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Renovating a house for a profit?
First, eliminate the 'Yikes!' -- Page 2

Based on that typical experience, Berges formulated the following guidelines:

  • Spend money on what can be seen vs. what can't be seen;
  • Fix up the exterior first, then the interior;
  • Focus first on what Berges calls the "Yikes!" appeal -- clutter, trash and bad smells that drive down a home's value.

"Visibility adds value," Berges says. "The improvements that are most visible are the things you need to focus on."

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What you see is what pays off
This means that, if you have $10,000 to spend, and you can either spend it all on a new roof or all on repairing a cracked foundation (but you can't do both), you should replace the roof because it can be seen. Whatever your budget, put a higher priority on improvements that can be easily seen, because those give you the best bang for the buck.

"People expect the foundation, plumbing and wiring to work," Berges says. "If they don't, they detract from value. But fixing them to bring them up to code doesn't necessarily add value."

Because an unkempt yard and ugly exterior can cause prospective buyers to drive away without going inside the house, you should work on those first. Clear up clutter. If you want to, hire day laborers to remove that old engine block in the driveway and reattach that rain gutter that fell two years ago and has been lying by the side of the house ever since. Then concentrate on landscaping. Prune hedges, trees and shrubs, especially if they obscure the front of the house. Paint. If the roof is dirty, hire someone to power wash it.

From the curb, "the roof takes up 30 percent of what you see," Berges says. "If you have a nice-looking roof, that goes a long way in curb appeal for the house."

Cut clutter, clean
Maybe you notice that Berges isn't recommending that you break the bank -- just that you spend a little time and money to make the place look better. You should do the same inside the house -- reduce clutter and clean everything. If you own a pet, invite a non-pet owner inside the house to sniff around. You might be inured to the smell of your Weimaraner's urine, but the stench could make a buyer retch.

When Berges buys a house that he intends to fix up quickly and sell, he almost always has the interior repainted wall-to-wall and has the carpets and vinyl flooring replaced. Once, when he and his wife sold their own home, they didn't replace the carpets and they regretted it.

"We thought that by offering a flooring allowance, a family could move in and select their own flooring," he writes. But he discovered that buyers don't want to select their own flooring. He already had bought a house and didn't want to be stuck with two mortgage payments, so he unloaded the old house quickly, for $10,000 less than he thought it was worth.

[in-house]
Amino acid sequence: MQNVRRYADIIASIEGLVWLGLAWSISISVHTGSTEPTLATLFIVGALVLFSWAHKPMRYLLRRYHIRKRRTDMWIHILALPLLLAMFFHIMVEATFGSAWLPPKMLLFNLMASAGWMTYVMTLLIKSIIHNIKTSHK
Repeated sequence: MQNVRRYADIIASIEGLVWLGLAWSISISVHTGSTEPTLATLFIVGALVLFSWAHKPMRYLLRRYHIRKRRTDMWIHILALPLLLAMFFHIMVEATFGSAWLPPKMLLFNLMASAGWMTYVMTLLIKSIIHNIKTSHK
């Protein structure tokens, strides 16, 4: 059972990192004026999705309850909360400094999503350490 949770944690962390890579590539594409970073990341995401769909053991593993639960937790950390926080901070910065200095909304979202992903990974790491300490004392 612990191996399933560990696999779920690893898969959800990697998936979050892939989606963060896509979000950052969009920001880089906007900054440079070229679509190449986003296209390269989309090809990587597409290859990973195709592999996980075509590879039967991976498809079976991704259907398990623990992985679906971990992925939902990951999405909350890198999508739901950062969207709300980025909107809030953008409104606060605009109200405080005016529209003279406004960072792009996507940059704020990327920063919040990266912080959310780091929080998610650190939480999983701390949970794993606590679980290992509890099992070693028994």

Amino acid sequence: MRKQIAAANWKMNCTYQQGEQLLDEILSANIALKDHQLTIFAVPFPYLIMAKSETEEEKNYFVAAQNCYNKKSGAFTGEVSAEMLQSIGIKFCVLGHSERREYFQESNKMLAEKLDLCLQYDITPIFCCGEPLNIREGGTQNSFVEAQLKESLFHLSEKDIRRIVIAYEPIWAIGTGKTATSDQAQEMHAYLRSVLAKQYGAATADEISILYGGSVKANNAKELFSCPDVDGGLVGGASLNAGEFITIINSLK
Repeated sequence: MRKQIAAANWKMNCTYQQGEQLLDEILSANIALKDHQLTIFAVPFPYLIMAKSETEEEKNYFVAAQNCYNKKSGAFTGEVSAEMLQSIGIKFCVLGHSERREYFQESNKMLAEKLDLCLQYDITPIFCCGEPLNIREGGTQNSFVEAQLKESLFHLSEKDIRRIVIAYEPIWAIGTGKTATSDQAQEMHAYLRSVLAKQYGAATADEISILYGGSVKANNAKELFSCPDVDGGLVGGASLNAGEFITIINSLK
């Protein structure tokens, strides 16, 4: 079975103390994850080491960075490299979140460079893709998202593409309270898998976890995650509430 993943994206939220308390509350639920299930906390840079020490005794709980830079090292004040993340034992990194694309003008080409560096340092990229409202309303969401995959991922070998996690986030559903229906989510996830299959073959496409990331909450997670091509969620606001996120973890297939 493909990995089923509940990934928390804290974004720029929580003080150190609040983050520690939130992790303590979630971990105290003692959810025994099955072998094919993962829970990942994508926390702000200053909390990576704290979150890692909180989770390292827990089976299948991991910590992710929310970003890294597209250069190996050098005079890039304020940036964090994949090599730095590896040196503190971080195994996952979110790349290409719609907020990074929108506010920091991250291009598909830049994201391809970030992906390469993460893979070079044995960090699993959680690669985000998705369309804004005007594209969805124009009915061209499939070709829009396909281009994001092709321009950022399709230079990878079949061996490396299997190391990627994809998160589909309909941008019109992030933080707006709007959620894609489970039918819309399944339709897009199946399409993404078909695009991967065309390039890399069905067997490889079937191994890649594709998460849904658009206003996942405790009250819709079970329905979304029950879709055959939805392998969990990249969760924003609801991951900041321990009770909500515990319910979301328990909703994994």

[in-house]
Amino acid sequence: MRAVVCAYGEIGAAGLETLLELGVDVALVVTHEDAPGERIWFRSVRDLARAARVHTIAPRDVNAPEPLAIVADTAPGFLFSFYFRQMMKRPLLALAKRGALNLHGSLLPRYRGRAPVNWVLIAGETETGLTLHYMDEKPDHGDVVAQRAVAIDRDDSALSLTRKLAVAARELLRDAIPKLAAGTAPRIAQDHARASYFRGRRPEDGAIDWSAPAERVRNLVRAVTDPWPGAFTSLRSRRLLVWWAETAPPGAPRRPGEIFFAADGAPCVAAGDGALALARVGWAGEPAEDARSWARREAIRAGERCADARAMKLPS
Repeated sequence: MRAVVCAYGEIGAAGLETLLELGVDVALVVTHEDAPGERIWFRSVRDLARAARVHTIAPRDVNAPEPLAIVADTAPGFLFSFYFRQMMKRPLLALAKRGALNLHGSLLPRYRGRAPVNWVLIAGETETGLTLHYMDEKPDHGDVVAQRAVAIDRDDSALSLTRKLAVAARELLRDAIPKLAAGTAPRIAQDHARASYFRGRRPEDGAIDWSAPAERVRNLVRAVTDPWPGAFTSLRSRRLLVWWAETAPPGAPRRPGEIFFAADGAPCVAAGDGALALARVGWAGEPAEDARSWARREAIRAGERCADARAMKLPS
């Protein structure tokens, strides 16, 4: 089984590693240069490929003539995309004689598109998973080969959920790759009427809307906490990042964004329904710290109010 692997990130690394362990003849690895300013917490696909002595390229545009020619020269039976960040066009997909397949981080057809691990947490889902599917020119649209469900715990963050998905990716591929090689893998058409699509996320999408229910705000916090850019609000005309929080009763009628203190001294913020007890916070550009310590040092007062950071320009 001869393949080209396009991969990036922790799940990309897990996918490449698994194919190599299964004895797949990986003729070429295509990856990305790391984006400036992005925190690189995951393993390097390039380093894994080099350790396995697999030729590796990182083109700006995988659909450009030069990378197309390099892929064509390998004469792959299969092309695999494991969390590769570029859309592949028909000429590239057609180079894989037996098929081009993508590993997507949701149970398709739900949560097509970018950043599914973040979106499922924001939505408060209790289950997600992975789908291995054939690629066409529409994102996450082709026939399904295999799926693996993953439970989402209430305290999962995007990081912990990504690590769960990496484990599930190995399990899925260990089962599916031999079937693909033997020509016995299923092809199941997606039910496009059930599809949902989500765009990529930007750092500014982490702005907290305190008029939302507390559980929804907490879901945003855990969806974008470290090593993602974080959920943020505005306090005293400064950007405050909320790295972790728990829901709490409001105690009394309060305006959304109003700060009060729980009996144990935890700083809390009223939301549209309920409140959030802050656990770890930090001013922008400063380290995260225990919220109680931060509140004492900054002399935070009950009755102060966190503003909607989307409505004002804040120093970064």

Deal with the hassle, keep the profit
"For half that amount, we could have replaced all of the flooring and sold the house for its market value," he ruefully writes. "People don't want to fool around with painting and replacing carpet and fixing the house up. In the world of fast food and instant gratification, people just want to buy a house and move in."

Berges's book is geared toward middle-class homeowners. On the upper end, buyers expect well-kept yards and painted walls, of course, but they often yearn for amenities that middle-class people might not expect. For example, one of the hot trends in the Hamptons on Long Island, says architect Marcia Previti of Gillis Previti Architects, is for two dishwashers in the kitchen. "You might reserve one for glassware and one for pots and big dishes," she says.

Adding a second dishwasher might be a sound investment in the Hamptons or in Beverly Hills, but it would be a waste of money in Toledo or Peoria. Berges's final piece of advice is to keep up with the Joneses, but "you don't want to overimprove."

Berges lives in a neighborhood of concrete driveways. A neighbor recently spent $28,000 replacing a concrete driveway with brick pavers. In a high-end neighborhood, that would be a cost-effective use of money, but Berges' neighbor won't come close to recouping the cost of installing the beautiful driveway.

When you're trying to decide how to spend remodeling money, Berges recommends seeking the advice of an experienced real estate agent who is familiar with your neighborhood. A licensed appraiser should be able to provide guidance, too.

-- Updated: April 30, 2005
-- Updated: May 3, 2005




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